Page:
Tuesday, March 25, 2008

Democrats Stump In Ojai

War, housing and health care top candidates’ agendas

By Linda Harmon
Three Democratic hopefuls were on hand at Saturday’s Democratic Forum held at The Ojai Center for the Arts. Sue Broidy introduced two of the candidates running for the 24th Congressional District, Jill Martinez of Oxnard and Mary Pallant of Oak Park. A third candidate for the seat, Marta Jorgensen of Solvang, did not appear. Their Republican opponent is incumbent Elton Gallegly who has served in this district since 1987. Also present was Ferial Masry, from Newbury Park, who is running for the 37th State Assembly District.
“How can anybody not run in this atmosphere when our representatives vote against everything important in this country?” said Martinez, setting the tone for the event.
Martinez and Pallant each spoke to the crowd and responded to questions ranging from why they were running, to the economy, healthcare, and Iraq.
Martinez has spent 13 years with the Ventura Housing Authority and built a reputation working for affordable housing, one of her main concerns. She said she can’t complete her work on this, or other issues like health care and education, until she gets to Congress.
”I see kids come to school and get maybe their only good meal of the day. Then I turn on C-Span and see them arguing about whether to pay for that $2 school lunch while spending millions on Iraq,” said Martinez. The Presbyterian minister, who taught professional ethics at California State University-Stanislaus, also chided developers and government for considering allowing housing to be built on the site of the 1951 Rocketdyne catastrophe. The Santa Susana Field Laboratory above Simi Valley is where Boeing’s Rocketdyne Division operated and tested nuclear reactors, manufactured nuclear fuel, and made engines for rockets and missiles. She compared the contamination of that site to Three-Mile Island saying, “It is totally irresponsible to put housing there.”
Martinez also stressed her platform of reallocating funds for domestic needs as did Pallant, with both speakers supporting single-payer health care.
Pallant got involved in politics because she is “outraged about the privatizing of government” and “loves the nature of politics.” Pallant says Gallegly wants to give Ojai citizens and others “a Brown Moment,” instead of the customary pink.
“You have to change the people in charge,” said Pallant. “I am running face-to-face, block-to-block to do that.”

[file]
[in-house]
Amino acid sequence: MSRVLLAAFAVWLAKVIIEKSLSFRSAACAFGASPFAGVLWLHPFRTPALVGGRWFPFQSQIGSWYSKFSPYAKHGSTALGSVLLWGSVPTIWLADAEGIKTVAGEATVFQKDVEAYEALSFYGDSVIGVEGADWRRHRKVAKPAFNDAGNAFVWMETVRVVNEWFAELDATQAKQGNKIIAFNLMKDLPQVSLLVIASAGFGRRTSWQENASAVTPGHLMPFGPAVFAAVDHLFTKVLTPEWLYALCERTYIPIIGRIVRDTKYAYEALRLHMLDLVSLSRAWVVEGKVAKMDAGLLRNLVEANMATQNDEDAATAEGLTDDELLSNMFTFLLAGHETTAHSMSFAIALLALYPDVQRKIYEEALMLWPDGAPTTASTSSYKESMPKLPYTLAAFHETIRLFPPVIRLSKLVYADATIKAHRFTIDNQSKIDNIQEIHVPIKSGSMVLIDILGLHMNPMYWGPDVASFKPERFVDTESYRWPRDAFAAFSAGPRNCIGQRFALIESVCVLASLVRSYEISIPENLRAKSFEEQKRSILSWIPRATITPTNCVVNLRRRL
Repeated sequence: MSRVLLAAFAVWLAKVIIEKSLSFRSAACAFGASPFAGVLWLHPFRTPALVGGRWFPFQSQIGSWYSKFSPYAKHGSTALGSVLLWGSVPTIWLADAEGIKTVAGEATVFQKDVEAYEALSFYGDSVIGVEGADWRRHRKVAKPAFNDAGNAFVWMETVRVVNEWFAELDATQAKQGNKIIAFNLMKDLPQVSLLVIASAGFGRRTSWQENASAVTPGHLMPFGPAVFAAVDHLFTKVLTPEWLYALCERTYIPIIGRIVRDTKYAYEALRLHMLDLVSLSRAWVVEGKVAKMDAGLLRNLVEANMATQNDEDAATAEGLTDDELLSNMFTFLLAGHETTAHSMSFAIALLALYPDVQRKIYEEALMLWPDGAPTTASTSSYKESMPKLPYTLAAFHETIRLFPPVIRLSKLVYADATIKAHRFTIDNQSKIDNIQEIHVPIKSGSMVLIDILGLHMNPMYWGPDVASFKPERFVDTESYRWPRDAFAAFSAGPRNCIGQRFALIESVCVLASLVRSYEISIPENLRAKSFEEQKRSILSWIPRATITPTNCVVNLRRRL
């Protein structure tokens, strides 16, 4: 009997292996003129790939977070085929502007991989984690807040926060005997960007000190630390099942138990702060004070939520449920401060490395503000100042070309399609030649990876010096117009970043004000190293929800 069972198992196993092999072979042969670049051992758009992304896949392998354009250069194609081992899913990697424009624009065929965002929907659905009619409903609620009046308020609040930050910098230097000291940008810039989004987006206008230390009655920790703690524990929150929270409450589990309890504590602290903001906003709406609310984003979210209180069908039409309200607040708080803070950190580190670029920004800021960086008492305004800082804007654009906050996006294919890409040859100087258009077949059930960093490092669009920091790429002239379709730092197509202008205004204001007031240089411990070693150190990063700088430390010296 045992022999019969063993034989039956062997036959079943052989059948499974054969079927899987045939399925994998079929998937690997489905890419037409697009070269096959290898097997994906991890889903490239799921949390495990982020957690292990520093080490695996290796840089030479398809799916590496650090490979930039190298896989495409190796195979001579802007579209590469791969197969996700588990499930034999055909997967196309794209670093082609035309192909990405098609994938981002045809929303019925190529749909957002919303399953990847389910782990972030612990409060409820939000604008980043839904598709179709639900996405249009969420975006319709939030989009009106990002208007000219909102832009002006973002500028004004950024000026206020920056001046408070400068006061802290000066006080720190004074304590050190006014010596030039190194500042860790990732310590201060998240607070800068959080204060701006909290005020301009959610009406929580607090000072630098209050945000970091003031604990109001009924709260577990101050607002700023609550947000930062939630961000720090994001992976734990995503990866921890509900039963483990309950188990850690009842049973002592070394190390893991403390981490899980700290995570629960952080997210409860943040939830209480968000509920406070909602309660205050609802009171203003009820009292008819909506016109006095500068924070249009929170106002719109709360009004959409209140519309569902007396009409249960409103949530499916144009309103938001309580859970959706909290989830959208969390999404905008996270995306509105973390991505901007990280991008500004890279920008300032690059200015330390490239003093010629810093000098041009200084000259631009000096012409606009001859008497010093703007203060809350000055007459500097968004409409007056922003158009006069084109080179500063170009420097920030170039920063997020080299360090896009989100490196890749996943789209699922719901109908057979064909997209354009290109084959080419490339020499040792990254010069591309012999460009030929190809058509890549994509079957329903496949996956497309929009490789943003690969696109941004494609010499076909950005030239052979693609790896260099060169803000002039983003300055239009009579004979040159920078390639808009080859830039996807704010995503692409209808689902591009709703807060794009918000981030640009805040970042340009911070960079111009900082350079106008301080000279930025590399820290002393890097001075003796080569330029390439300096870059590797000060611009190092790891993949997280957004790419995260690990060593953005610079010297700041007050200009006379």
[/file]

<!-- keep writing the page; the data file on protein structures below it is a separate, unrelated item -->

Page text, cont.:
On the environment, both cited a need for national leadership and said the lack of it is hampering state improvements. Pallant called for the re-classification of the SUV as a car for fuel standard purposes as a first step in tightening pollution standards.
On social issues both candidates support equal rights for gay constituents and the right of same sex marriage. They also both support a woman’s right to choose, affirmed in Roe vs. Wade.
On campaign finance reform and political lobbyist issues Martinez called on politicians themselves “to be strong enough to stick to our principles” and tell the monied interests ”they can not buy government any longer.” Pallant said she supports public campaign financing laws to do this.
The two were asked what they thought about pushing for the impeachment of President George Bush and Vice President Dick Cheney. Both agreed it should be on the table.
When asked how each would defeat Gallegy, Pallant said she plans on touting her Democratic status. She believes the national mood and desire for change in the presidential election will provide her party with that coveted coattail effect. Martinez answered that her plan was to be as accessible as possible and “go toe to toe” with him on the issues.
Pallant said what is needed is an active and engaged citizenry. As Democrats, running in what has been a Republican stronghold, she quoted Samuel Adams with a call for “an irate and tireless minority” to take charge.
According to Broidy, Ojai has now turned “blue” with more registered Democrats than Republicans and Ventura County’s Republican lead has narrowed from 10,000 to 5,200. Broidy is hopeful that with the declined to state vote “trending Democratic” Gallegy’s reign may soon be over.
Masry, who is planning her third run for the Republican held Assembly seat, said she surprised everyone including her Democratic supporters with her fierce belief in the democratic process and has garnered support because of it.
Masry, who was born in Saudi Arabia, said with a son who served in Iraq she became involved because she was appalled at the state of democracy in our own country.
“Democracy is our effort as a whole,” said Masry in a short but heartfelt speech. ”I have a deep respect for this process.”
Responding to the morning’s event, Ojai resident Robert Salinas agreed saying, “It was exciting to hear their views and contrast them. It’s an exciting time in politics in general.”

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